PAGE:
THE year was 1926 and Johor Baru was a bustling state capital by the Straits of Johor. Rows upon rows of shophouses lined the streets leading up to the Causeway.
|Johore Central Store staff (from left) Siti Alfizah Karim and Abdul Munaf Abdul Hamid at the store in Jalan Ibrahim.|
|The original Johore Central Store, which was then known as the Central Store during the 1960s.|
|The store still has a decent stock of local and imported magazines as well as a wide variety of fiction and non-fiction books.|
|The founder of the Johore Central Store book shop, the late Datuk Abdul Majid Ahmad Shah.|
Amid the hustle and bustle downtown, a small shop selling newspapers and cigarettes opened its doors for the first time in Jalan Ibrahim.
Known as the Central Store, the shop expanded through the years and became a major supplier of text books for most schools in southern Johor.
The modest shoplot became a private limited company and changed its name to Johore Central Store (JCS) in 1973.
Besides the four-shoplot flagship store in Jalan Ibrahim, JCS, as it was known to its customers in the 1980s, operated mini-bookshops in eight schools around Johor Baru.
Those who studied in government schools in the city during the late 1970s until early 1990s may remember these school bookshops that sold everything: text books, exercise books, Dewan Bahasa dan Pustaka magazines and stationery.
Schools that had a JCS-managed bookshop included SMK Infant Jesus Convent, English College, Sultan Ibrahim Girls School, Sekolah Temenggong Abdul Rahman, SMK Dato Jaafar, SMK Sultan Ismail and SMK Saint Joseph.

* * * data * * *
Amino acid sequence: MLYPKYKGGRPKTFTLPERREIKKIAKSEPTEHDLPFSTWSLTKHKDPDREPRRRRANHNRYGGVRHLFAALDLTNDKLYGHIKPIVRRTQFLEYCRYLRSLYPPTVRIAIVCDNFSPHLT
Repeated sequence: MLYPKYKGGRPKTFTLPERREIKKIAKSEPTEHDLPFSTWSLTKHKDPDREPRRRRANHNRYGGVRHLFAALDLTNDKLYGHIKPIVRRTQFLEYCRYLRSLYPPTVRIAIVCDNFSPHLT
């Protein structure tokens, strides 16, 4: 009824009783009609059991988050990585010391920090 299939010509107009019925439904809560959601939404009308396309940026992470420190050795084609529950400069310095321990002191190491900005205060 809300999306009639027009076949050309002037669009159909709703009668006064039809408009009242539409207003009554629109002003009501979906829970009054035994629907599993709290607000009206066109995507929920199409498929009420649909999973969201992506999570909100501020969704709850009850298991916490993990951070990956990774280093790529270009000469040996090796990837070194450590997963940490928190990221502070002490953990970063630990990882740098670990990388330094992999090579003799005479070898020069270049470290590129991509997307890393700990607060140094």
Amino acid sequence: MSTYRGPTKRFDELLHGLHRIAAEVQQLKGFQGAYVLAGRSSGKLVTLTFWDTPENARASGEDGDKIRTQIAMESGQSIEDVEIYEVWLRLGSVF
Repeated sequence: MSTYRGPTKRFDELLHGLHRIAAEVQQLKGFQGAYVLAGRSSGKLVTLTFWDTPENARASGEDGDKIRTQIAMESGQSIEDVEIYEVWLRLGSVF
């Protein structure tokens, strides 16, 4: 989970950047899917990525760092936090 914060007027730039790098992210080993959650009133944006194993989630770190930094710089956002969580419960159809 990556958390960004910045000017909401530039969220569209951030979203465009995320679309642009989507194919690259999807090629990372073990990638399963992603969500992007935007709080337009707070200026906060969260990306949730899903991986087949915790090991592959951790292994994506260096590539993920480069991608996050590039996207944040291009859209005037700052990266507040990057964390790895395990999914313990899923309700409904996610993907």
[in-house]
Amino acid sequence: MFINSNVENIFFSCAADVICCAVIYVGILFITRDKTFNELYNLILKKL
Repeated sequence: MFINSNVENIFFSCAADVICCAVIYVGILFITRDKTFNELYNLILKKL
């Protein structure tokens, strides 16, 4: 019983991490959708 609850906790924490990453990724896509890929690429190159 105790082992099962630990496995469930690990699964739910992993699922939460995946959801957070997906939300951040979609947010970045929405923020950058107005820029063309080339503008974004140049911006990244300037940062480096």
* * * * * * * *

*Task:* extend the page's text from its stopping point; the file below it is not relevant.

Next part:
Johore Central Store Sdn Bhd director Abd Wahid V. S. Ghany said that his decision to go big on school text books turned out to be a profitable one.
"From a bookstore selling newspapers and magazines, we expanded the business to include text books.
"It proved to be a move which turned the company around," said Wahid, who took over the store from his father-in-law, Datuk Abdul Majid Ahmad Shah.
Wahid began helping out at the store after he moved to Johor Baru from Singapore with his wife in 1960.
Wahid's parents had befriended Majid through the spice trade -- Wahid's father had a spice shop in Market Street, Singapore while Majid had a spice shop in Jalan Segget, Johor Baru.
Their business relationship led to marriage between Wahid and one of Majid's daughters, Rogayah.
"My family had sons, while Datuk Majid's family had daughters. Our parents played matchmaker and I was married to Rogayah at the end of 1958.
"My father-in-law was managing two stores -- a book shop and a spice shop. Whenever he went off to man the spice shop, he would ask me to take over at the bookshop," said Wahid, 76.
Besides school books, the store sold imported magazines and newspapers sourced from local as well as agents in London and Sydney.
British newspapers Daily Mirror and Daily Sketch were among the bestsellers back then.
A long-time staff at the store, Mohidin Hamid, said expatriates from Singapore's naval base used to get their weekly supply of magazines from the store.
"Families of British naval officers drove over from Woodlands to buy magazines for the entire family.
"I would help wrap up large stacks of magazines like Women's World and motoring magazines for them. Their children would insist on Dandy, Beno, Beezer and Topper," said Mohidin, who has worked for the store for more than 40 years.
The store still has a decent stock of local and imported magazines from Britain and Australia. There is also a wide variety of fiction and non-fiction books at the store.
Wahid recalls many dignitaries stopping by at the shop. He said Sultan Iskandar of Johor, who was Raja Muda in the 1960s, used to park his sports car outside the bookshop to collect his order of motoring magazines.